Historically speaking, third parties have had a limited influence on American politics. Currently, the two major American parties--the Democrats and Republicans--have deliberately crafted platforms designed to address most of the concerns of the voting public. However, it is possible for a third party to seize political advantage by successfully arguing that existing parties are not offering a sufficient solution to a pressing problem. In this way, third parties that gain momentum usually do so by aligning themselves with one particular cause, such as debt reduction or immigration. By leveraging one specific argument, that resonates with an identifiable segment of the voting public, third parties can temporarily present themselves as fresh alternatives to the "stagnant" positions of Democrats and Republicans. Over the long term, however, it becomes very difficult for a third party to remain new in the eyes of the voter and failure to win office consistently makes it difficult to secure the funding needed to sustain a challenge to established parties.

Third parties play a highly important role in the?

The third parties have played a significant role in the strengthening of our two major parties.

Related questions

What impact do third (minor) parties have on national politics?

No impact. Generally the canadates running are ignored and they may split the vote.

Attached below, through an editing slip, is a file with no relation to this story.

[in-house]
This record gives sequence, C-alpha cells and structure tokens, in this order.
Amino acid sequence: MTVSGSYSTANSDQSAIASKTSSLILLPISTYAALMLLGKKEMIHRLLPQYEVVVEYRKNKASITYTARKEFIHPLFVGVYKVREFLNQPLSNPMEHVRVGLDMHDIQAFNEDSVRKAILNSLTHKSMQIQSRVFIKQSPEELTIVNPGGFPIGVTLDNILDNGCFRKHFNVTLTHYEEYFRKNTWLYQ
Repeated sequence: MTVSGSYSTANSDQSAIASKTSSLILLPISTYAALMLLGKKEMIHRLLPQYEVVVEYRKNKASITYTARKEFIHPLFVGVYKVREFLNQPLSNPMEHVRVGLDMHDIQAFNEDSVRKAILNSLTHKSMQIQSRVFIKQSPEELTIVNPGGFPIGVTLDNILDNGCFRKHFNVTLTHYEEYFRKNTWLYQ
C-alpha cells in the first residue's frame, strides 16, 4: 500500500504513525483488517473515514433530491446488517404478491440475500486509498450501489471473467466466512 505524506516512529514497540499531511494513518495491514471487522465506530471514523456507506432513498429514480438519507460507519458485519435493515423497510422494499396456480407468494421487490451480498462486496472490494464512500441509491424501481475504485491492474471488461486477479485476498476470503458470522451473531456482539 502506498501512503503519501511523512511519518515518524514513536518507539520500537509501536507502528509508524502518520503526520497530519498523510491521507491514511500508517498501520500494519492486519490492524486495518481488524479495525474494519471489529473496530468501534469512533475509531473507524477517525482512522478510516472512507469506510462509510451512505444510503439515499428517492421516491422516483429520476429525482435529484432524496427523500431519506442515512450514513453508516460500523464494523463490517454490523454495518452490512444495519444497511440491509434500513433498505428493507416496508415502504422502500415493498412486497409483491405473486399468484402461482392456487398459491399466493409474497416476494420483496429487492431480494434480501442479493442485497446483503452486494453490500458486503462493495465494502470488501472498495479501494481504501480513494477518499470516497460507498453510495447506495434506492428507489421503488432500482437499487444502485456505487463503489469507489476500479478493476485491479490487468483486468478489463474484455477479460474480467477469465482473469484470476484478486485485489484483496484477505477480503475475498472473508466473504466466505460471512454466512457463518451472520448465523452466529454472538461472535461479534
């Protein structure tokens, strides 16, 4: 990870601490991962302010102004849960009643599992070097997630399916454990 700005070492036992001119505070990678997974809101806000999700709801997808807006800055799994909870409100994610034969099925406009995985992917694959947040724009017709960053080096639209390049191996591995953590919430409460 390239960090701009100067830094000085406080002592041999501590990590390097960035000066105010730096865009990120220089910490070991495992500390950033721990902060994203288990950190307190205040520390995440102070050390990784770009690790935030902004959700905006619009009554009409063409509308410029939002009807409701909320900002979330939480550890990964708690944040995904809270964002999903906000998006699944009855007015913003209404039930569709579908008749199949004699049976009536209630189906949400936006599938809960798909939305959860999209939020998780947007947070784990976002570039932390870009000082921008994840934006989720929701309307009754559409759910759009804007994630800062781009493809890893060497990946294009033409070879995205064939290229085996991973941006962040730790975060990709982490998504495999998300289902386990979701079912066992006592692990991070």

What has the author Glenn Day written?

Glenn Day has written: 'Crab Cookery Coast to Coast' -- subject(s): American Cookery, Cookery (Crabs), Crabs 'Minor presidential candidates and parties of 1992' -- subject(s): Election, Platforms, Political parties, Politics and government, Presidential candidates, Presidents, Third parties (United States politics)

What function do third parties service in American politics?

third parties often have promoted ideas that were at firts unpopular or hotly debated

Why third party politics failed?

They don't have such money as twin-parties do

What third parties has become an active force in Texas Politics?

The Libertarian Party

Did third parties presidential candidates sometimes won the election during the glided age?

your dumm

A significant party outside the two dominant parties in US politics is what?

a third party

Name two presidents who became the presidential candidates of independent or third parties?

Franklin Smith and John Taylor

Third parties have a difficult time getting candidates elected to major offices because?

Third parties have a tough time getting candidates elected because many people vote along party lines. Voting along party lines means that democrats and republicans get most of the votes.

Which conclusion can be drawn about the impact of the Populist and the Progressive parties on the US?

Some third-party goals eventually become planks in the platforms of the major parties

What has the author Tammy Kusine Terrio written?

Tammy Kusine Terrio has written: 'Dealignment, independence, and minor party support in California' -- subject(s): Politics and government, Political parties, Third parties (United States politics)

How third parties affect the American Political Process?

The third party candidates will almost always take about 2% of the vote. Though not enough to take any electoral votes they can sway the popular vote, which is called upon if the electoral count is even.